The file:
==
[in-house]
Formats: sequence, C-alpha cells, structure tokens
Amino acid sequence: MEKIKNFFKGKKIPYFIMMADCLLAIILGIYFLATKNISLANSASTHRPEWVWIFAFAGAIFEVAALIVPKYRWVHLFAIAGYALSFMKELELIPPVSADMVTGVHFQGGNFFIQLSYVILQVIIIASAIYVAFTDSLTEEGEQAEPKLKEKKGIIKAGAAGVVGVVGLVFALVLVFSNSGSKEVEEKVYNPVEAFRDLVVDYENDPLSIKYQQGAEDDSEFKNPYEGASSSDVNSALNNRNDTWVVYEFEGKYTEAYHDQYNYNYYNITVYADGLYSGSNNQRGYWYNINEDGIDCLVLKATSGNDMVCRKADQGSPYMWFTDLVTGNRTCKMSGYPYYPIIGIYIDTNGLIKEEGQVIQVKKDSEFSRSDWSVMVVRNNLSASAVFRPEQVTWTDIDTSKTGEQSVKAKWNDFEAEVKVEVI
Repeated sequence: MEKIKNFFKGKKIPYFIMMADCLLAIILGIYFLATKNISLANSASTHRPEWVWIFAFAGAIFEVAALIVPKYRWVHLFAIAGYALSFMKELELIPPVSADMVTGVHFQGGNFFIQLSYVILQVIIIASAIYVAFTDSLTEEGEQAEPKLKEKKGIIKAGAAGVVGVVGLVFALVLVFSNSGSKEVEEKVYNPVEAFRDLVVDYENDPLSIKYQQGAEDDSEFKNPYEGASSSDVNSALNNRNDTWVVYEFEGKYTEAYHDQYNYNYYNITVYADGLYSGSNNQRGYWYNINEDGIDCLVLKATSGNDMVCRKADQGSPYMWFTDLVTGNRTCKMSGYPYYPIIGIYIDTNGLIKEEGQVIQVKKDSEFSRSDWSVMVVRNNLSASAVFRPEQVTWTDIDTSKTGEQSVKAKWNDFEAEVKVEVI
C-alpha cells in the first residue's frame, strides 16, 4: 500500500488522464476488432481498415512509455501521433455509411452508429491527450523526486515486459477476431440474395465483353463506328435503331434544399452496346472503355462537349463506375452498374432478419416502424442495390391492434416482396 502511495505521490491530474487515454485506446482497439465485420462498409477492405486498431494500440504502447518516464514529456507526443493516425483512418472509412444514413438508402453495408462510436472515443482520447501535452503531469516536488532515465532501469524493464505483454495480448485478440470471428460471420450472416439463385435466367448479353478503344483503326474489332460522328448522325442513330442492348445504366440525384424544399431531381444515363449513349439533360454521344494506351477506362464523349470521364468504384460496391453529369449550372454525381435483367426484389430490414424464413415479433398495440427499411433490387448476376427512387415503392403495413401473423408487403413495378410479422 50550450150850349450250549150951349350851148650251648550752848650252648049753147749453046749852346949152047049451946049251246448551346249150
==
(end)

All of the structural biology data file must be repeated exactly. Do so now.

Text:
[in-house]
Formats: sequence, C-alpha cells, structure tokens
Amino acid sequence: MEKIKNFFKGKKIPYFIMMADCLLAIILGIYFLATKNISLANSASTHRPEWVWIFAFAGAIFEVAALIVPKYRWVHLFAIAGYALSFMKELELIPPVSADMVTGVHFQGGNFFIQLSYVILQVIIIASAIYVAFTDSLTEEGEQAEPKLKEKKGIIKAGAAGVVGVVGLVFALVLVFSNSGSKEVEEKVYNPVEAFRDLVVDYENDPLSIKYQQGAEDDSEFKNPYEGASSSDVNSALNNRNDTWVVYEFEGKYTEAYHDQYNYNYYNITVYADGLYSGSNNQRGYWYNINEDGIDCLVLKATSGNDMVCRKADQGSPYMWFTDLVTGNRTCKMSGYPYYPIIGIYIDTNGLIKEEGQVIQVKKDSEFSRSDWSVMVVRNNLSASAVFRPEQVTWTDIDTSKTGEQSVKAKWNDFEAEVKVEVI
Repeated sequence: MEKIKNFFKGKKIPYFIMMADCLLAIILGIYFLATKNISLANSASTHRPEWVWIFAFAGAIFEVAALIVPKYRWVHLFAIAGYALSFMKELELIPPVSADMVTGVHFQGGNFFIQLSYVILQVIIIASAIYVAFTDSLTEEGEQAEPKLKEKKGIIKAGAAGVVGVVGLVFALVLVFSNSGSKEVEEKVYNPVEAFRDLVVDYENDPLSIKYQQGAEDDSEFKNPYEGASSSDVNSALNNRNDTWVVYEFEGKYTEAYHDQYNYNYYNITVYADGLYSGSNNQRGYWYNINEDGIDCLVLKATSGNDMVCRKADQGSPYMWFTDLVTGNRTCKMSGYPYYPIIGIYIDTNGLIKEEGQVIQVKKDSEFSRSDWSVMVVRNNLSASAVFRPEQVTWTDIDTSKTGEQSVKAKWNDFEAEVKVEVI
C-alpha cells in the first residue's frame, strides 16, 4: 500500500488522464476488432481498415512509455501521433455509411452508429491527450523526486515486459477476431440474395465483353463506328435503331434544399452496346472503355462537349463506375452498374432478419416502424442495390391492434416482396 502511495505521490491530474487515454485506446482497439465485420462498409477492405486498431494500440504502447518516464514529456507526443493516425483512418472509412444514413438508402453495408462510436472515443482520447501535452503531469516536488532515465532501469524493464505483454495480448485478440470471428460471420450472416439463385435466367448479353478503344483503326474489332460522328448522325442513330442492348445504366440525384424544399431531381444515363449513349439533360454521344494506351477506362464523349470521364468504384460496391453529369449550372454525381435483367426484389430490414424464413415479433398495440427499411433490387448476376427512387415503392403495413401473423408487403413495378410479422 50550450150850349450250549150951349350851148650251648550752848650252648049753147749453046749852346949152047049451946049251246448551346249150